Rob, a large ex-policeman who enjoyed trouble and didn't give an inch to anyone, told Price to strip, which he did – down to his boxer shorts.

"Take down your boxers."

"I'm not taking my boxers off. If you want them off, you take them off."

Rob moved toward Price and told him if he wanted trouble, he could have it in the Box.

"You think that bothers me? You think I care? Let's go."

Price walked from the cell, strutting like Vinny Jones in a Guy Ritchie movie. The long corridor was quiet. The usual Block senior officer was off duty and his replacement was in the office doing paperwork. Price swaggered the length of the Block's long leg, before turning into the short corridor leading to the Box. Rob, with Tim and I following, turned after him.

The corridor was dark and narrow, requiring us to walk in single file. Ahead of me, Rob's broad shoulders filled the tight space but as soon as Price reached the cell area, he spun round and punched Rob in the face. He fell to the floor like a bag of cement, his face split and bleeding. A single punch was all it took. The two of us jumped over Rob and pounced on Price before he could draw back his arm for a second shot.

Price was strong and fit and he didn't go down. I grabbed an arm as it swung towards me and held on like it was the ends of an abseil rope being blown out of reach. Tim hung off his other arm, but was driven repeatedly into the wall. We had to get him on the floor, where our combined weight would pin him down.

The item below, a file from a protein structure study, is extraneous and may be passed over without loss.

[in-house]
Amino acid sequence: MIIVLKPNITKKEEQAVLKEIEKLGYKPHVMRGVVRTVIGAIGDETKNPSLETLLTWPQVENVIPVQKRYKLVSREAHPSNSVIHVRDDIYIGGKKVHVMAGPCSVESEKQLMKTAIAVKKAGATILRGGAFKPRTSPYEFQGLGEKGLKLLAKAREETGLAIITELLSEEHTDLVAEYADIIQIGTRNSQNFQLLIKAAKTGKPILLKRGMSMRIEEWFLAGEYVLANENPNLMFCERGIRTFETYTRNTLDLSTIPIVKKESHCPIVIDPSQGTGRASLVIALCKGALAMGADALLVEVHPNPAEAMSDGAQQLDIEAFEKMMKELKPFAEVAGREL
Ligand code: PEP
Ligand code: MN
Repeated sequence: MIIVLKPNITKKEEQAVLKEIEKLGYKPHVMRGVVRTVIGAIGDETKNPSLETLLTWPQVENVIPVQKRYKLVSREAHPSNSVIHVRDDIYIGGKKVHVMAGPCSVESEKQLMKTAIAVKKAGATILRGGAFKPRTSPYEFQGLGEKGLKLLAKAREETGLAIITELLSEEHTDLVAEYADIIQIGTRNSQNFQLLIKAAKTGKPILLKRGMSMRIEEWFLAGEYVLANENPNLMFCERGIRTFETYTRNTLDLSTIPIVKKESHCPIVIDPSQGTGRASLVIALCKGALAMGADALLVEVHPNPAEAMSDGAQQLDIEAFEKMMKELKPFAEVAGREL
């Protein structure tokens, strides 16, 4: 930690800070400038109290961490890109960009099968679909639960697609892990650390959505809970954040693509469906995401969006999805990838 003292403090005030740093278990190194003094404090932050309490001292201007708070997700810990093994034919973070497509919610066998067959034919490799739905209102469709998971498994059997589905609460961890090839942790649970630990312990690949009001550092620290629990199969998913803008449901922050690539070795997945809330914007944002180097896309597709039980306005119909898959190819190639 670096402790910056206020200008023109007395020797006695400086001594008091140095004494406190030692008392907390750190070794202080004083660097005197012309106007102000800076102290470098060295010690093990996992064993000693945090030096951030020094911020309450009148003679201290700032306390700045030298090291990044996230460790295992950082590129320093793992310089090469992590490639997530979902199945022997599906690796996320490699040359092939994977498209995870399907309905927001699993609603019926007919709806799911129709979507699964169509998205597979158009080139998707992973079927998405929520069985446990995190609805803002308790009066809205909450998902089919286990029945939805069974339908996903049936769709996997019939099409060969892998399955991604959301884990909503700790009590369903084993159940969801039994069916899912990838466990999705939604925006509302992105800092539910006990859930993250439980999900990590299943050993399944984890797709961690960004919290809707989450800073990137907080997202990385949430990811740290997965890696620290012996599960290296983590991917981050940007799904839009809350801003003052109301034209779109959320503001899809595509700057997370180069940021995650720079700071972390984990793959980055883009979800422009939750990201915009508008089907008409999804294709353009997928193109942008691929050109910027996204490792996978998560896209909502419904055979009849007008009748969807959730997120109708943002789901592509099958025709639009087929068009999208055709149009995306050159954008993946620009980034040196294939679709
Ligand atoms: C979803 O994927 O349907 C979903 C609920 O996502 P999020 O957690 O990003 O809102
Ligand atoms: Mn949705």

Price had other ideas. Thrashing wildly, he drove us repeatedly into the walls in turn, trying to head-butt us and spitting in our faces. Eventually, he slipped and we all crashed onto the painted concrete floor, but the fight continued. We became a writhing bundle of limbs. While wrestling with an arm, I saw Rob, who was now conscious, crawling along the corridor away from the Box. I was sweating, breathing hard, fighting for my life, and still there was only two of us, separated completely from the rest of the prison.

Tim was fastened to an arm and being waved around like a flag by a gale. I attempted to twist the other arm but Price was too strong. The senior officer, alerted by Rob, stumbled into the Box to be confronted with a bloody tangle. We screamed at him together.

"Hit the fucking bell!"

The officer ran out, hit the bell and returned.

"Grab his fucking head. Grab it, for fuck's sake."

Three of us had a better chance, and within seconds of the bell sounding a bunch of bodies poured into the cell.

Nick Bullock approaching the crux of what was to become 'Fear and Loathing' on the South East Face of Jirishanca, Peru.
© Al Powell

A year later Price was in court charged with grievous bodily harm. The solicitor acting for Price argued that Rob had propositioned Price and as we walked into the Box Rob had touched him up. Rob was married with two children, and had no record of any sexual offence. Price had been convicted for all kinds of things, but none of that could be mentioned.

Price also had a good solicitor, whereas Rob had a junior brief provided by the prison service. Price was acquitted. He stood in the defendant's box laughing out loud as the verdict was read out. I couldn't believe how gullible the jury had been, but most of all I couldn't believe how the solicitor, a well-educated person, could manipulate what had happened to create such doubt in the jury's mind, to treat something as serious as this as a game.